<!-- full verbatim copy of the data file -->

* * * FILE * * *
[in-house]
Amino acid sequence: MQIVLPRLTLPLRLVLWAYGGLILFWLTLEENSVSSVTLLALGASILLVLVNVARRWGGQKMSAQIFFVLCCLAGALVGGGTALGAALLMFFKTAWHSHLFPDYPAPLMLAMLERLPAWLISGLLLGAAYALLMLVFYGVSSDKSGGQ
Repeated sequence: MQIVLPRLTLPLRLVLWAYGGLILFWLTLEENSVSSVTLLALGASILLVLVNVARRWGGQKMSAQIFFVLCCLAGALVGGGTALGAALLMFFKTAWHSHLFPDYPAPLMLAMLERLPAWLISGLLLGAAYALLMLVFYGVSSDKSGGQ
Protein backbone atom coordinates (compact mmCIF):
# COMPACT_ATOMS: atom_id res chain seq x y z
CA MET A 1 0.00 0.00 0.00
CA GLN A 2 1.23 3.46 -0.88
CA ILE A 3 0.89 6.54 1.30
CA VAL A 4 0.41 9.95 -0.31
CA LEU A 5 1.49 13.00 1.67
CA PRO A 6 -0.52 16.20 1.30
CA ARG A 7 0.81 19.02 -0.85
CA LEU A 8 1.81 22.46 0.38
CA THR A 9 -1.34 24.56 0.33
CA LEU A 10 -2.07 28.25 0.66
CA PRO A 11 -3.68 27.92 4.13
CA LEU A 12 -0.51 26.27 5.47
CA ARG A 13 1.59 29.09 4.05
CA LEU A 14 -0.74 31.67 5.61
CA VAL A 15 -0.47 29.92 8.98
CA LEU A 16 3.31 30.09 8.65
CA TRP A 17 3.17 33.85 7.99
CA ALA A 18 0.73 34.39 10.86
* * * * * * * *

[in-house]
Amino acid sequence: MQIVLPRLTLPLRLVLWAYGGLILFWLTLEENSVSSVTLLALGASILLVLVNVARRWGGQKMSAQIFFVLCCLAGALVGGGTALGAALLMFFKTAWHSHLFPDYPAPLMLAMLERLPAWLISGLLLGAAYALLMLVFYGVSSDKSGGQ
Repeated sequence: MQIVLPRLTLPLRLVLWAYGGLILFWLTLEENSVSSVTLLALGASILLVLVNVARRWGGQKMSAQIFFVLCCLAGALVGGGTALGAALLMFFKTAWHSHLFPDYPAPLMLAMLERLPAWLISGLLLGAAYALLMLVFYGVSSDKSGGQ
Protein backbone atom coordinates (compact mmCIF):
# COMPACT_ATOMS: atom_id res chain seq x y z
CA MET A 1 0.00 0.00 0.00
CA GLN A 2 1.23 3.46 -0.88
CA ILE A 3 0.89 6.54 1.30
CA VAL A 4 0.41 9.95 -0.31
CA LEU A 5 1.49 13.00 1.67
CA PRO A 6 -0.52 16.20 1.30
CA ARG A 7 0.81 19.02 -0.85
CA LEU A 8 1.81 22.46 0.38
CA THR A 9 -1.34 24.56 0.33
CA LEU A 10 -2.07 28.25 0.66
CA PRO A 11 -3.68 27.92 4.13
CA LEU A 12 -0.51 26.27 5.47
CA ARG A 13 1.59 29.09 4.05
CA LEU A 14 -0.74 31.67 5.61
CA VAL A 15 -0.47 29.92 8.98
CA LEU A 16 3.31 30.09 8.65
CA TRP A 17 3.17 33.85 7.99
CA ALA A 18 0.73 34.39 10.86